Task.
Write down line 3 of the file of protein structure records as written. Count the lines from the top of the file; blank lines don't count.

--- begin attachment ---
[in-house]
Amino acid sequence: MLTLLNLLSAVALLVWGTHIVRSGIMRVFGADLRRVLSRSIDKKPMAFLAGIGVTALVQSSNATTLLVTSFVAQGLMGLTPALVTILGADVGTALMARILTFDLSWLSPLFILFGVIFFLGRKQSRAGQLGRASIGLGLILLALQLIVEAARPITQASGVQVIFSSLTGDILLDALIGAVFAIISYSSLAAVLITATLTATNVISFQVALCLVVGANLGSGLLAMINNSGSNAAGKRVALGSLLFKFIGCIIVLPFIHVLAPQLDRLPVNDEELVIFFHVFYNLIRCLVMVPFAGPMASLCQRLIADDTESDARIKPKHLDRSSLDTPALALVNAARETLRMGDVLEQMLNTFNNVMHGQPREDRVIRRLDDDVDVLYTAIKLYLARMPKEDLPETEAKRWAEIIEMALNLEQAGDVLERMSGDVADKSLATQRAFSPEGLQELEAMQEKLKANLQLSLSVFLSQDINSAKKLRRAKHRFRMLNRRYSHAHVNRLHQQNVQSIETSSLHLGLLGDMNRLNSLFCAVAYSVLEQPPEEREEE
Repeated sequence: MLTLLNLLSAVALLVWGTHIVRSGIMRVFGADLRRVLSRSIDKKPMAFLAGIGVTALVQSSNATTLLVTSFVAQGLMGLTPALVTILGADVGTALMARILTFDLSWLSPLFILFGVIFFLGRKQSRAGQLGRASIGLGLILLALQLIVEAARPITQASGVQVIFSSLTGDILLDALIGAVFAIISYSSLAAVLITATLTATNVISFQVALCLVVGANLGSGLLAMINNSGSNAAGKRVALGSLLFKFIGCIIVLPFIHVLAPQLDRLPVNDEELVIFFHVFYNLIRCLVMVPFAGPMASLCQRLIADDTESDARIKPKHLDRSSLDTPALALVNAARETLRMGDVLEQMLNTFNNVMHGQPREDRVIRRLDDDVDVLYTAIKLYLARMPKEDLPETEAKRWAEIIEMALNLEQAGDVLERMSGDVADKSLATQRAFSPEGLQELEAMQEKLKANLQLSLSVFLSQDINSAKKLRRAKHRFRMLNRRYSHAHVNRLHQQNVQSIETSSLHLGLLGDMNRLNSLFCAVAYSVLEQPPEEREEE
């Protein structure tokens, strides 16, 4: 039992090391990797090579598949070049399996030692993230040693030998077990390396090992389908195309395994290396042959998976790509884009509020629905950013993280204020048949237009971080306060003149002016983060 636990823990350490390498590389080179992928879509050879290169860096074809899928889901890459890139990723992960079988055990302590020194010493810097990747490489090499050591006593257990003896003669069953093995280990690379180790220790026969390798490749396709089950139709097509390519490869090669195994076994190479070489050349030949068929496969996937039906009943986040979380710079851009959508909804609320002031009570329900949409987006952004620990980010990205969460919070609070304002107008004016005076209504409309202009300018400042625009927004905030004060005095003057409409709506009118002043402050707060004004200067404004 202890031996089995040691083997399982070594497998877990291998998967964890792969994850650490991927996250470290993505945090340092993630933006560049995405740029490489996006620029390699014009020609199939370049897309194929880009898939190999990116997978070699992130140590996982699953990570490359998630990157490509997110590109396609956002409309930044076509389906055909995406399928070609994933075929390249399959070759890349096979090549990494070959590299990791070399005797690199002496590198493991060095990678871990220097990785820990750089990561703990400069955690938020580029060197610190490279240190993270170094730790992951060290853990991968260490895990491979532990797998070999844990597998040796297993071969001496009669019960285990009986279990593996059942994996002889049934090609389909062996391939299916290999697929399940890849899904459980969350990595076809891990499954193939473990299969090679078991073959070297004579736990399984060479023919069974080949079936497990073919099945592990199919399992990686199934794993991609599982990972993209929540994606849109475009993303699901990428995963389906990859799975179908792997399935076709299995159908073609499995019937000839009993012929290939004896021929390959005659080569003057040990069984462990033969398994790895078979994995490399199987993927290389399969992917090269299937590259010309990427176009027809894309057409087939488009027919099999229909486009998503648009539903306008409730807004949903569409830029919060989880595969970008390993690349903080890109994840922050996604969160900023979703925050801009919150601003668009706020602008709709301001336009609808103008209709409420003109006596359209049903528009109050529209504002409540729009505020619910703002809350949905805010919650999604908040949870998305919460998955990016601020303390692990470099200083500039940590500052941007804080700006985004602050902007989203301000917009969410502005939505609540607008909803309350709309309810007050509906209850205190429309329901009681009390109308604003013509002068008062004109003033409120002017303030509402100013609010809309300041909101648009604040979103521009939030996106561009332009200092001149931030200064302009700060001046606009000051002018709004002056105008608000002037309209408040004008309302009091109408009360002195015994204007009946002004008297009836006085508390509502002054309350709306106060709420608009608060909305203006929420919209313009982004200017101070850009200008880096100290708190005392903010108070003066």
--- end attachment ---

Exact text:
Repeated sequence: MLTLLNLLSAVALLVWGTHIVRSGIMRVFGADLRRVLSRSIDKKPMAFLAGIGVTALVQSSNATTLLVTSFVAQGLMGLTPALVTILGADVGTALMARILTFDLSWLSPLFILFGVIFFLGRKQSRAGQLGRASIGLGLILLALQLIVEAARPITQASGVQVIFSSLTGDILLDALIGAVFAIISYSSLAAVLITATLTATNVISFQVALCLVVGANLGSGLLAMINNSGSNAAGKRVALGSLLFKFIGCIIVLPFIHVLAPQLDRLPVNDEELVIFFHVFYNLIRCLVMVPFAGPMASLCQRLIADDTESDARIKPKHLDRSSLDTPALALVNAARETLRMGDVLEQMLNTFNNVMHGQPREDRVIRRLDDDVDVLYTAIKLYLARMPKEDLPETEAKRWAEIIEMALNLEQAGDVLERMSGDVADKSLATQRAFSPEGLQELEAMQEKLKANLQLSLSVFLSQDINSAKKLRRAKHRFRMLNRRYSHAHVNRLHQQNVQSIETSSLHLGLLGDMNRLNSLFCAVAYSVLEQPPEEREEE